There was a moment of hope, as the Whisper neared them, but then he heard the tell-tale clicking that was its call to the others.


There wasn't anywhere to run now. All the cristle powder in the empire wouldn't save them if she didn't act soon. She drew her sword. She was faster with her dagger, but she would need the advantage of the sword's reach. She heard Jared draw his sword behind her. She figured he wouldn't be far behind her by now.

They had to dispatch this one before its pack reached them. Whispers worked a little like ants. When one died, besides the scream of its defeat which were the only sounds they made that were louder than their namesake, they produced a chemical or pheromone that told other Whispers not to near that place. They had to kill this one before the others got near. They had no time to waste.

She lunged at the Whisper, slashing with her sword. If she could end it fast, she might make it to the next town. The only good thing about fighting a Whisper is that they hated the smell of their own blood. If she got any on herself, the others would be loathe to near her. The trick was getting close enough to be bled on without dying.

The Whisper dodged, but she caught its shoulder in her slash. Though the wound was not deep, she felt a small thrill of victory. It swiped at her, claws aiming for her throat. She dodged, but like it, she could not dodge quite well enough. It missed her neck, but raked its claws down her left arm. Great, now she wouldn't be able to use her dagger even if she wanted to. She shifted her grip on her sword and renewed her attack.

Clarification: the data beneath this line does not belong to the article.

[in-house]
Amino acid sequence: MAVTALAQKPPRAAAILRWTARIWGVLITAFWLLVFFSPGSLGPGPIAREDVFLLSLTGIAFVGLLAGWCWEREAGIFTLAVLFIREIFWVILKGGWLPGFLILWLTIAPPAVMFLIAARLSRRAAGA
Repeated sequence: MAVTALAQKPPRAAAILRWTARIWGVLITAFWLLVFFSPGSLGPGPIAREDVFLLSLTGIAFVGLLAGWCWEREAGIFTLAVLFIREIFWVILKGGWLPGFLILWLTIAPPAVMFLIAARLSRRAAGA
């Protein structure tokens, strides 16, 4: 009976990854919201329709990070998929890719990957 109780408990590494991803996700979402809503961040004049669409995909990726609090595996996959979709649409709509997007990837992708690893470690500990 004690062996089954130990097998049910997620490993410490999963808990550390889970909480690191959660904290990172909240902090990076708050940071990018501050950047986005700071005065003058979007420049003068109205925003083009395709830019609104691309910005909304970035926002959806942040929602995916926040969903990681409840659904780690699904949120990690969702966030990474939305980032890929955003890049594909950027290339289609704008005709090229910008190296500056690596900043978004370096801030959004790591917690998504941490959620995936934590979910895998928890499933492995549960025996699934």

He'd drawn his sword the moment he saw her reach for hers. He knew the Whispers as well as anyone, and knew the dangers of letting one live after calling for its pack. He was just considering his best move, when Dria threw herself into the battle. She made a valiant first strike, but unfortunately was paid back in kind. His breath hitched. But this was no time for emotions. Locking them down with a low breath, he charged in, Blocking the deadly tail as it whipped around to try to stab Dria in the back. A twist, and the deadly tip was severed.

The Whisper hissed in pain and recoiled, distracted by the second opponent. It was all the opportunity Dria needed. With a spin of her blade he had never seen her use before, she stabbed the blade down with one arm, using her weight to drive it home in the beast's spine. The Whisper shrieked and thrashed, pinned like a bug under Dria's blade. They heard the approaching pack of Whispers, and held their breaths. Would the death screams and scent of the Whisper be enough to drive them away?

His pulse beat furiously, the sound almost drowning out the slithering hint that was the only clue where the pack was. They had stopped just around the bend of the forest. They waited, Dria looked like she was ready to pull her sword from the dead Whisper at any moment. The pack seemed to move away from them, off into the darkness to find an easier meal.

Kerith sighed in relief. Dria's shoulders seemed to slump in exhaustion. It only lasted a moment, though, as in the next, she was dragging her blade from the slain Whisper. She attempted to sheath it one handed, and nearly sliced her fingers.

"You're hurt." Kerith said, and he reached to steady her. She jerked back and swayed slightly from the sudden movement.